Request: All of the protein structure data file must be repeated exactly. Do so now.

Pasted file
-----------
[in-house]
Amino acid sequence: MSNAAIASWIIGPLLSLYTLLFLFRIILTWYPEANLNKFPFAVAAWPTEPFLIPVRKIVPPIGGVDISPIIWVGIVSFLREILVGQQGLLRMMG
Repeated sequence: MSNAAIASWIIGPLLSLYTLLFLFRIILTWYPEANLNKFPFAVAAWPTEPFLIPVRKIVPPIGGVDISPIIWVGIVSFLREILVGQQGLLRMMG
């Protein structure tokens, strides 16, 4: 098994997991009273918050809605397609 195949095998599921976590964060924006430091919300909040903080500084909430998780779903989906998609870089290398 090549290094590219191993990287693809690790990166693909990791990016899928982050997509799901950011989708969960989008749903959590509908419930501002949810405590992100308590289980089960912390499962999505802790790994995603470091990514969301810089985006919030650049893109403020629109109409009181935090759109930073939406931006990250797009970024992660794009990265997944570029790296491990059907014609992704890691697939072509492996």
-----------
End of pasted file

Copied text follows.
[in-house]
Amino acid sequence: MSNAAIASWIIGPLLSLYTLLFLFRIILTWYPEANLNKFPFAVAAWPTEPFLIPVRKIVPPIGGVDISPIIWVGIVSFLREILVGQQGLLRMMG
Repeated sequence: MSNAAIASWIIGPLLSLYTLLFLFRIILTWYPEANLNKFPFAVAAWPTEPFLIPVRKIVPPIGGVDISPIIWVGIVSFLREILVGQQGLLRMMG
């Protein structure tokens, strides 16, 4: 098994997991009273918050809605397609 195949095998599921976590964060924006430091919300909040903080500084909430998780779903989906998609870089290398 090549290094590219191993990287693809690790990166693909990791990016899928982050997509799901950011989708969960989008749903959590509908419930501002949810405590992100308590289980089960912390499962999505802790790994995603470091990514969301810089985006919030650049893109403020629109109409009181935090759109930073939406931006990250797009970024992660794009990265997944570029790296491990059907014609992704890691697939072509492996």